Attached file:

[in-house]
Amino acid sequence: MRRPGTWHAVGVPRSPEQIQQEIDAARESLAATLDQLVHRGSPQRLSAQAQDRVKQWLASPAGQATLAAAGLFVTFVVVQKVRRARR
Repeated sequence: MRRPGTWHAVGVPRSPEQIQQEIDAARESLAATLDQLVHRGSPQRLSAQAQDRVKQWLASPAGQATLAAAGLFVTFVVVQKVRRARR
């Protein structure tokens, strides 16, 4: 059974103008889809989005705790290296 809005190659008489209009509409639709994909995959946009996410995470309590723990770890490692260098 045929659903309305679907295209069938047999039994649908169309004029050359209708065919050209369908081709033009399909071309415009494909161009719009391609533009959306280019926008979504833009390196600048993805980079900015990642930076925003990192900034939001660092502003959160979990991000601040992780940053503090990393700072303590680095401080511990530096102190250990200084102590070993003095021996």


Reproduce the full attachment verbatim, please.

[in-house]
Amino acid sequence: MRRPGTWHAVGVPRSPEQIQQEIDAARESLAATLDQLVHRGSPQRLSAQAQDRVKQWLASPAGQATLAAAGLFVTFVVVQKVRRARR
Repeated sequence: MRRPGTWHAVGVPRSPEQIQQEIDAARESLAATLDQLVHRGSPQRLSAQAQDRVKQWLASPAGQATLAAAGLFVTFVVVQKVRRARR
């Protein structure tokens, strides 16, 4: 059974103008889809989005705790290296 809005190659008489209009509409639709994909995959946009996410995470309590723990770890490692260098 045929659903309305679907295209069938047999039994649908169309004029050359209708065919050209369908081709033009399909071309415009494909161009719009391609533009959306280019926008979504833009390196600048993805980079900015990642930076925003990192900034939001660092502003959160979990991000601040992780940053503090990393700072303590680095401080511990530096102190250990200084102590070993003095021996």